A parent’s guide to immunization information on the Internet
The Internet has a lot of information about vaccines and vaccine-preventable diseases—but there is also misinformation, and some of it can be harmful if used to make decisions about your child’s health.
Evaluating immunization information on the Internet: What can I believe?
Asking a few key questions can help you decide if you can trust the information you find online. These questions can also help you evaluate other sources of vaccine information such as newspapers, magazines, radio, pamphlets or books.
1. Who runs the website? Can you trust them?
The website should:
- Clearly identify the person or organization that produced it and how to contact them. Look for an “About us” or “Contact us” link. It should give information about the owner and should be endorsed by a trustworthy health agency or professional organization. Experts should be identified, including their credentials (degrees, current positions, etc.).
2. What does the site say? Do the claims seem reasonable?
- Be cautious if the site makes unrealistic claims for what a product can do, or is selling something.
3. When was the information posted or reviewed? Is it up to date?
- There should be a date showing when the information was posted online and/or last revised. If yes, is it current?
4. Where did the information come from? Is it based on scientific research?
- The site should provide references to sources for evidence such as articles from trustworthy medical journals or texts, or include actual reports or statistics.
- Remember that not all “studies” or “reports” are necessarily reliable. The CPS has more detailed information on how to judge medical claims on the Internet.
5. Is the site listed by the World Health Organization as a trustworthy resource?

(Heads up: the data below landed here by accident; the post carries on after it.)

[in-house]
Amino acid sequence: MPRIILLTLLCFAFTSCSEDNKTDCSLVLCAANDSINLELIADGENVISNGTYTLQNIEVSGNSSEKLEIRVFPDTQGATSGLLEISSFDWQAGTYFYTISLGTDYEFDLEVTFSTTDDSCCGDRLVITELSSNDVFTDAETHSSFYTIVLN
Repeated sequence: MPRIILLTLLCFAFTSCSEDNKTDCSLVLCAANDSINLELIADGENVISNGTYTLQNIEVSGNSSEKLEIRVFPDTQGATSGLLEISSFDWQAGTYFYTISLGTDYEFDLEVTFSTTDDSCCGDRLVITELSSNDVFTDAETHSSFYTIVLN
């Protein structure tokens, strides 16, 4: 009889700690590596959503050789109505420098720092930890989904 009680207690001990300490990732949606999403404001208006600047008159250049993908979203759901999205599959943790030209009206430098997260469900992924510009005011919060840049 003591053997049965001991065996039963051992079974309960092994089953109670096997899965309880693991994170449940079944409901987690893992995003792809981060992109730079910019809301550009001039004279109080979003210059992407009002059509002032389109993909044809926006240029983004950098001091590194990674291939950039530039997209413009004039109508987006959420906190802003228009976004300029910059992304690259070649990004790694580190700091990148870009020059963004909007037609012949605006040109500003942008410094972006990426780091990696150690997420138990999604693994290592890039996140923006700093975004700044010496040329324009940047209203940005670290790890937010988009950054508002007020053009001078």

- The World Health Organization (WHO) Global Advisory Committee on Vaccine Safety has compiled a list of websites that provide information on vaccine safety and follow good information practices. This site follows the recommended criteria and is on the list of trustworthy resources.
6. What are some signs that a website might not have a balanced point of view?
A number of studies have reviewed websites with anti-vaccine messages. These sites had many things in common:
- They made the same false claims about vaccines.
- They all had links to other anti-vaccination sites.
- Many promoted alternative therapies—such as homeopathy, naturopathy and chiropractic—as being better than vaccination for preventing infections.
- Many provided stories about children who had reportedly been hurt by vaccines.
- Parents—not people with medical training—were the main source for stories about the alleged dangers of vaccines.
It’s a good idea to talk about the information you read on the Internet with your child’s doctor or nurse before making any health decisions.
More information from the CPS
Reviewed by the following CPS committees
- Infectious Diseases and Immunization Committee
- Public Education Advisory Committee
Last updated: November 2019